Observing Mitosis with Fluorescence Microscopy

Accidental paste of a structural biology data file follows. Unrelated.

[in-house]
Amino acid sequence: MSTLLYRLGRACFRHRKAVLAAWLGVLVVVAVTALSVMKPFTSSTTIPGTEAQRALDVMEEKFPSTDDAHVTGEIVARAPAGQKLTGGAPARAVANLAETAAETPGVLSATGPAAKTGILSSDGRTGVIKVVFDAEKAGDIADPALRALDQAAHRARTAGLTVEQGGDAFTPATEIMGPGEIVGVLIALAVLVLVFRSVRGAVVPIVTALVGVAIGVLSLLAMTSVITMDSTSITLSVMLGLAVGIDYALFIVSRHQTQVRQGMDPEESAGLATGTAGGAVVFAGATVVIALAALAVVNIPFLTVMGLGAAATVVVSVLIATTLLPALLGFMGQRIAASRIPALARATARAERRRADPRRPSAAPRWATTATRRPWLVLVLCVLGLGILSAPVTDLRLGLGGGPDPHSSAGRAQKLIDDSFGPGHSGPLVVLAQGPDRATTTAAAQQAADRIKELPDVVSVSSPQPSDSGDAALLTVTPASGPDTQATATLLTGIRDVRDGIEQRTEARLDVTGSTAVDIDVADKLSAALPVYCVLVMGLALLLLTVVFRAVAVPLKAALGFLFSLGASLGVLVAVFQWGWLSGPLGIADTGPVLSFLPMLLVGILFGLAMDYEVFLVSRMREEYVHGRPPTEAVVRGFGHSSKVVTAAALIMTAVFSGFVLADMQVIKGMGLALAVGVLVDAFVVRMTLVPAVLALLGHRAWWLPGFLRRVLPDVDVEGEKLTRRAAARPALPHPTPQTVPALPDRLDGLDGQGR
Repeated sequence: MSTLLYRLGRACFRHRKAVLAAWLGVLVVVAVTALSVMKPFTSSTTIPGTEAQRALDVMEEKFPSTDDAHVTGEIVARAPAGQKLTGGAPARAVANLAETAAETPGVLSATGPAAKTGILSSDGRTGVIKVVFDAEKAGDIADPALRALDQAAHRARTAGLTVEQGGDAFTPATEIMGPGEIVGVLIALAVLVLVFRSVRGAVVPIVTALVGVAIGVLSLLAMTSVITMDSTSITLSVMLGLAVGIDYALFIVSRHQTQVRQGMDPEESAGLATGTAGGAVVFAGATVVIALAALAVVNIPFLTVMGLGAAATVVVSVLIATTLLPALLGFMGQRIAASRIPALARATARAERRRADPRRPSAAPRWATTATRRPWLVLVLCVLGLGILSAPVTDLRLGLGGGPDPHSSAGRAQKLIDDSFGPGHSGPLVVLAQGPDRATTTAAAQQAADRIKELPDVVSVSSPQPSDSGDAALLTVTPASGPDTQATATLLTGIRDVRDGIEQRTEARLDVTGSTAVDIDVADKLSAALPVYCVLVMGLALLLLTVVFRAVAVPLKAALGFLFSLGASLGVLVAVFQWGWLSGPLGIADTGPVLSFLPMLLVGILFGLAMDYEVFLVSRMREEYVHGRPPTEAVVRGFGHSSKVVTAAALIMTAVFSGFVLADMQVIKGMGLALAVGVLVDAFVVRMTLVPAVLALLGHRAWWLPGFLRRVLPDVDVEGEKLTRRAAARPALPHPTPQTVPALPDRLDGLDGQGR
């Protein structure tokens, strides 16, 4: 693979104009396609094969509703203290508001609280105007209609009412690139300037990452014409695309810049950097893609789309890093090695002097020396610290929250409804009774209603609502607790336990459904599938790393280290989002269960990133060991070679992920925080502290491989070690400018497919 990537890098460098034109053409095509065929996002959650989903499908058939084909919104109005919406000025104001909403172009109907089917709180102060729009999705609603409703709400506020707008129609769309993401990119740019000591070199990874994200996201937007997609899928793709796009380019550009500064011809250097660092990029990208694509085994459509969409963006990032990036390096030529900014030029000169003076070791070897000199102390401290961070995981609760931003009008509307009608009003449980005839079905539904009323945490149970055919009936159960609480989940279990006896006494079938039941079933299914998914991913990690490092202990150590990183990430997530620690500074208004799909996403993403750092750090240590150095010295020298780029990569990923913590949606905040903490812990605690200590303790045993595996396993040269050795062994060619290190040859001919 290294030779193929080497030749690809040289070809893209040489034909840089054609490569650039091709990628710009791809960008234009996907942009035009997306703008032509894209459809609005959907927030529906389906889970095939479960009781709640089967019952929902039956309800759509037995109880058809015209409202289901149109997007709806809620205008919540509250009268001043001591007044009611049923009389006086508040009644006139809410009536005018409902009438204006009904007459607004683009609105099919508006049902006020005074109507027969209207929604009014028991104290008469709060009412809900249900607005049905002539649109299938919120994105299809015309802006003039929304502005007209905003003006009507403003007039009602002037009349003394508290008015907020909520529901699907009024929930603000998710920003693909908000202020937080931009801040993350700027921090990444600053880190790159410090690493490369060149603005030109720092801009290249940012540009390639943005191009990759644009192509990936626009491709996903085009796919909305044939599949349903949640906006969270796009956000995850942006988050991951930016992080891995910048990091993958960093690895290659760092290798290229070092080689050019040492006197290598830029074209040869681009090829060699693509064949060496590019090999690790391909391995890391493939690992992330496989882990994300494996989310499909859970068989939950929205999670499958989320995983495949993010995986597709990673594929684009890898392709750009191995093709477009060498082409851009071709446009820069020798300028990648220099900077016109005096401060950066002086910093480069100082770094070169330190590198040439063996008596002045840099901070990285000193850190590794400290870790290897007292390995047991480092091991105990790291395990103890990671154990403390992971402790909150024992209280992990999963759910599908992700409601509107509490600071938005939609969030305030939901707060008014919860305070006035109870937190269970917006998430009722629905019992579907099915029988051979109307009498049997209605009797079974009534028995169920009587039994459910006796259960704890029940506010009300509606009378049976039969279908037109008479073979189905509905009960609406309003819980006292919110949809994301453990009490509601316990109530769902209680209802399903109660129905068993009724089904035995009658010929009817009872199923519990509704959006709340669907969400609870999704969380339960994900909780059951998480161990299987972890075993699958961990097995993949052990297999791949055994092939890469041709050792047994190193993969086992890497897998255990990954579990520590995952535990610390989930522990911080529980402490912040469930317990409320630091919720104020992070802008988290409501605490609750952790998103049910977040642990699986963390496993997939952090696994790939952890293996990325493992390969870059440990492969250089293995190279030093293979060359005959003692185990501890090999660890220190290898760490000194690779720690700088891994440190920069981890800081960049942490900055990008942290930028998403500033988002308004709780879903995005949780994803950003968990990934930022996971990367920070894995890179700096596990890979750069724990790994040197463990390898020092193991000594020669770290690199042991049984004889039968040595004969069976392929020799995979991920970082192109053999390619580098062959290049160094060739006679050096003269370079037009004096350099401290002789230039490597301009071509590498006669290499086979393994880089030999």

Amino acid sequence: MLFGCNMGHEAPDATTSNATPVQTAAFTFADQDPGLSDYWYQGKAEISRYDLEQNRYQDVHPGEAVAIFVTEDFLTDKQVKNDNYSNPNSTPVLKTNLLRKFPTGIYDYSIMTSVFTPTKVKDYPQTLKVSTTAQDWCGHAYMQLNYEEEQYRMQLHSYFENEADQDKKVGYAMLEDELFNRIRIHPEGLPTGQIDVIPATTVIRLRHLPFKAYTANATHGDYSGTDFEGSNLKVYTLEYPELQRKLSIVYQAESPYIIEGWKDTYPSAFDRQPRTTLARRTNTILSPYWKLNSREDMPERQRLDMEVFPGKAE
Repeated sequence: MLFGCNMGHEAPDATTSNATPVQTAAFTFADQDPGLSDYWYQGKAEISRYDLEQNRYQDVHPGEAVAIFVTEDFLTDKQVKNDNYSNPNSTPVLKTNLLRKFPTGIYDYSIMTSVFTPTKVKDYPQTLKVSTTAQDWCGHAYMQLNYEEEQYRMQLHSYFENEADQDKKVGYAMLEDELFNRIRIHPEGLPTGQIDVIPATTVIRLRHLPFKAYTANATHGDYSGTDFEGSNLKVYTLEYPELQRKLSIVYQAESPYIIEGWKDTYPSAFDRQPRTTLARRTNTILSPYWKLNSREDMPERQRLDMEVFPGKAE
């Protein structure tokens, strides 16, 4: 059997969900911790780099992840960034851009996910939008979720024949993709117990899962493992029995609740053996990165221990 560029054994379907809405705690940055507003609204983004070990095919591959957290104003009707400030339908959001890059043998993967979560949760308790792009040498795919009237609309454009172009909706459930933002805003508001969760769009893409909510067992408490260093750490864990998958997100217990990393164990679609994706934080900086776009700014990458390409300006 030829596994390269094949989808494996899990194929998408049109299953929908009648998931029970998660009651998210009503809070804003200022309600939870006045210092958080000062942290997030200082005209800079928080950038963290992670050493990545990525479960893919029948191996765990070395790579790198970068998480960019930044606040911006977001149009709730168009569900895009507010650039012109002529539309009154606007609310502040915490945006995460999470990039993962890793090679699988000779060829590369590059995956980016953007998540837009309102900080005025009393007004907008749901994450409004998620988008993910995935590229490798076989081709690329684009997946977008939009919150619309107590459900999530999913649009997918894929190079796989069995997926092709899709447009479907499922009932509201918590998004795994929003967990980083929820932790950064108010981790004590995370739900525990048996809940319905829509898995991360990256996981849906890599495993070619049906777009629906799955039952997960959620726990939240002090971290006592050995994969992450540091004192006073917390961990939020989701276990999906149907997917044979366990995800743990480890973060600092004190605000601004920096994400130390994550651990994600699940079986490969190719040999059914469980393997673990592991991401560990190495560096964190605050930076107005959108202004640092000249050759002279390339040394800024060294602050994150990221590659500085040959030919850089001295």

Presented in the digital fluorescence microscopy image above is a single kangaroo rat (PtK2) kidney cell in the early stages of prophase. The chromatin is stained with a red fluorescent probe (Alexa Fluor 568), while the microtubule network (mitotic spindle) is stained green (Alexa Fluor 488). The mitotic spindle that begins to form in early prophase is a bipolar structure composed of microtubules and associated proteins. As the spindle grows, the centrosomes begin to translocate to opposite ends of the nucleus, apparently driven by the addition of new tubulin monomers to the existing filament network. On the molecular level, three sets of spindle microtubules can be distinguished. The polar microtubules overlap in the central region of the spindle and are responsible for pushing the poles (centrosomes) farther apart. Kinetochore microtubules attach to a specialized region within the centromeres of the sister chromatids to assist in maneuvering the chromosomes to the mitotic plate. Radiating in all directions from the centrosomes at the spindle poles are astral microtubules, which separate the poles and orient the mitotic spindle with respect to other cellular components.

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